I can say we because I am a big holder of Halliburton stock. Dick Cheney and I get together and discuss new ways of "deathing" the masses so we can drive up the price. It's really quite fun....I guess its all over now that the DU found out! Those guys are just too smart for us! Dick and Rummy and Dubya and me - they've got us dead to rights!

But Michael Kelly wasn't in on the scam...so maybe we can fool them after all!

If you substitute the "J-E-W-S" for "big business" in the DU conspiracy theory it sounds suspiciously like the Nazis doesn't it...or the Communists, or the Islamofacists. It's suprising how their stories all are built on a worldwide conspiracy of multi-national corporations headed by J-E-W-S! Well, not so suprising really.

Those guys really need to lay off the pot, clear their heads and grow up. Yeah, Halliburton sells the drugs and runs the rehab centers too (we are such sneaky bastards - HA!).

Friday, April 04, 2003

And yes, I know that Dan Blocker wasn't a musician (God rest him). I'm listening to Gurf Morlix The Toad of Titicaca the song was, you guessed it, Dan Blocker.

So, here is a (very partial) list of great artists you never heard of:

Guided by Voices
Game Theory
The Loud Family
Brian Eno
Innocence Mission
Continental Drifters
Galaxie 500
Kevin Salem
The Feelies
Wake Ooloo
Speed the Plough
Son Volt
Uncle Tupelo
Throwing Muses
Camper van Beethoven
The Replacements/Paul Westerberg
Velocity Girl
Liz Phair
The Pixies
Jonathan Richman and the Modern Lovers
Steve Reich

Well, maybe you heard of a few. Buy their stuff - they, unlike PJ, deserve a listen.

Good night. Perhaps Baghdad will collapse by morning. We and the Iraqi people can only hope.

And another thing...if life was fair, the hundreds of bands far more talented than Pearl Jam, those hacks, would be making the millions that Eddie Vedder gets. So don't give me any shit about the racist, capitalist, imperialist system - because if I were supreme ruler Scott Miller (Game Theory/The Loud Family) and Glenn Mercer (The Feelies/Wake Ooloo/Speed the Plough/Sunburst), and Dan Blocker (Hoss) would be making all the rest of that money.

And I don't care about their politics. And I hope they'd figure out what the hell is going on in the world before they trashed the president on stage.


I, like everyone else, saw and read about more disturbing images today. A pregnant woman apparently forced into a suicide bombing. Women "jihadis". Saddam kissing a baby in Baghdad. A goose-stepping sycophant kissing the monsterous bastard on the cheek.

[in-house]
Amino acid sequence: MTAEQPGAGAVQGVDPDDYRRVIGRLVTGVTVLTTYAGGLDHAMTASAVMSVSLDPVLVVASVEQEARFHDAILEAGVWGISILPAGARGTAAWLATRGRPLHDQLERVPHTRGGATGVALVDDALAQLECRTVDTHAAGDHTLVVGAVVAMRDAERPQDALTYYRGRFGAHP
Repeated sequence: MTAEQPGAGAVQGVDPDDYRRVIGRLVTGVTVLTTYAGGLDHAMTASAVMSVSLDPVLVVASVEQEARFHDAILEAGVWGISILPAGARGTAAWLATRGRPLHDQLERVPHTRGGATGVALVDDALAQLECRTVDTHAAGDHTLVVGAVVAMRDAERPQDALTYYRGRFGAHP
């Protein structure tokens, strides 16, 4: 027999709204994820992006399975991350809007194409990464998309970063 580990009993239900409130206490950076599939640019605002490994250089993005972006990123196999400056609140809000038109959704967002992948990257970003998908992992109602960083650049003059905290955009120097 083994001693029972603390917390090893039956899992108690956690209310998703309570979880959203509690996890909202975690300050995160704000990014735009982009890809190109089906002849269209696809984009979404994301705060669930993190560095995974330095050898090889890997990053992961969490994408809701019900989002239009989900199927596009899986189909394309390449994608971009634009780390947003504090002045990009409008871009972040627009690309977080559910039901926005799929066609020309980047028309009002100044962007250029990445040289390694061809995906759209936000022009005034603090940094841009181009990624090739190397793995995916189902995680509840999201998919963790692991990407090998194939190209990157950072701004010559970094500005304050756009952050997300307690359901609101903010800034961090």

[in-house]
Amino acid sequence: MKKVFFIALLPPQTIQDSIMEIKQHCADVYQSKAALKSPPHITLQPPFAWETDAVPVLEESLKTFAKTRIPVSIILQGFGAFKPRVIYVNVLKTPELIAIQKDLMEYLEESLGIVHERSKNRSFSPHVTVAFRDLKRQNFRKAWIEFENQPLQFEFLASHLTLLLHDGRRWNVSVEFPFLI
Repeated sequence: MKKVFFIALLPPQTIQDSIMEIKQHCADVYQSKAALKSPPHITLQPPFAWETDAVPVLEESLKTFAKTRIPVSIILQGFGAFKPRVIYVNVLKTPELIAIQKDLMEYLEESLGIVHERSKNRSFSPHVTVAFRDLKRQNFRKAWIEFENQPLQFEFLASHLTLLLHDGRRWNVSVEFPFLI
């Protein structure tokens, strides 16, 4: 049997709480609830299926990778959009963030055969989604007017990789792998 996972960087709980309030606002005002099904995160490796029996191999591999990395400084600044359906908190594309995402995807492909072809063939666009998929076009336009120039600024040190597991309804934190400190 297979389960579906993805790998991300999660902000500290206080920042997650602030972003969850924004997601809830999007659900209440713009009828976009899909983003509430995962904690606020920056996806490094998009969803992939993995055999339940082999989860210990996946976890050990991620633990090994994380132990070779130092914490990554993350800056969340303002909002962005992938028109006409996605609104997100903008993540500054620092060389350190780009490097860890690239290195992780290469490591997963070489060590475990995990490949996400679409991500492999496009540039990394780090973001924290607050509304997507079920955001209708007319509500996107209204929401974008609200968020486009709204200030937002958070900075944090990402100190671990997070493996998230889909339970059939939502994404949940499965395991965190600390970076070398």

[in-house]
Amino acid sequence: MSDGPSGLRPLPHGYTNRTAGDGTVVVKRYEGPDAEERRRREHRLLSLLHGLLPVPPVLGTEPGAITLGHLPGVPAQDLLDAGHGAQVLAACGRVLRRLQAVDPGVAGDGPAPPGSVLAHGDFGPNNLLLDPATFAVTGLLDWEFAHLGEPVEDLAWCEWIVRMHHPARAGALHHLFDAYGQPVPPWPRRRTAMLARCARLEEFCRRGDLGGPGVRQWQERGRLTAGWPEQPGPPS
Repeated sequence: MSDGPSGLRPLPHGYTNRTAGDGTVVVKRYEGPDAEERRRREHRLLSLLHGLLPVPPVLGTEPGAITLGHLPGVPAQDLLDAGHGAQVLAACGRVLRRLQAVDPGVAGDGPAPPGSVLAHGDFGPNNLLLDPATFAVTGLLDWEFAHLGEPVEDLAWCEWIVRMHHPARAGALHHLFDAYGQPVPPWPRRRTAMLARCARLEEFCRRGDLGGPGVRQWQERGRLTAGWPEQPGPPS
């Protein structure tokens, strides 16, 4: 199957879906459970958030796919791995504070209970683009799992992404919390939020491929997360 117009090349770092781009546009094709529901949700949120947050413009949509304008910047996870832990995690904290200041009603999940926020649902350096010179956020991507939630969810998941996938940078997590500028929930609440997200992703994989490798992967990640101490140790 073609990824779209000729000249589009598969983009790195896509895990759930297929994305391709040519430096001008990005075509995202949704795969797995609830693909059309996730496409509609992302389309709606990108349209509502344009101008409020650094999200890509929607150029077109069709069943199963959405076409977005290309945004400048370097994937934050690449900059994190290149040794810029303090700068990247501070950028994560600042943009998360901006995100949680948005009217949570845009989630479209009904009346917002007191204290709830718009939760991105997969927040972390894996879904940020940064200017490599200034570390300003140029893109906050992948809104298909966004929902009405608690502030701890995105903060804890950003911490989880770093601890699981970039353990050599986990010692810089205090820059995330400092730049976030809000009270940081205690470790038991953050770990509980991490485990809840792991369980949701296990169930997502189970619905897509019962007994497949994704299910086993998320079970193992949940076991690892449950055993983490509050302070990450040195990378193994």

Hardly suprising but still disturbing.

I wonder what Eddie Vedder thinks. Or if he thinks at all?

If George Bush was running around Washington kissing babies while the rest of the country was in control of an invader, I wonder what the Dixie Chicks would say?

"Take the skinheads bowling...take them bowling!"

The crushing of dissent here in Amerikkka is incredible! Nicholas DeGenova has been detained - we fear he will be tortured, gang-raped and murdered! Martin Sheen - denied his double latte! The Dixie Chicks have lost market share! Pearl Jam...well, they still suck.

Let us stop this weeping over the loss of first amendment rights. Eddie V. you have the right to do whatever the hell you want from the stage, no matter how stupid or childish. AND your "fans" have the right to "dissent" from your infantile rantings and refuse to buy your products. It's the Amerikkkan way after all, Heir Vedder!

If you are a "popular" music artist and you offend your "public" you lose money. Your right to free speech doesn't guarantee your multi-million dollar income. The consequence of your stupidity and ignorance is that you run the risk of living a middle-class existence - twenty million Iraqis would walk a hundred miles of desert in bare feet without water to have that kind of freedom. You spoiled millionaire child.

You play to foreign audiences by trashing the president. Why not stand on your music? Because you've run out of ideas? How many times will the public stand for rehashes of "Evenflow" afterall? Why not read about the issues and get informed (other than the ANSWER - INTERNATIONAL SOCIALIST/COMMUNIST view)?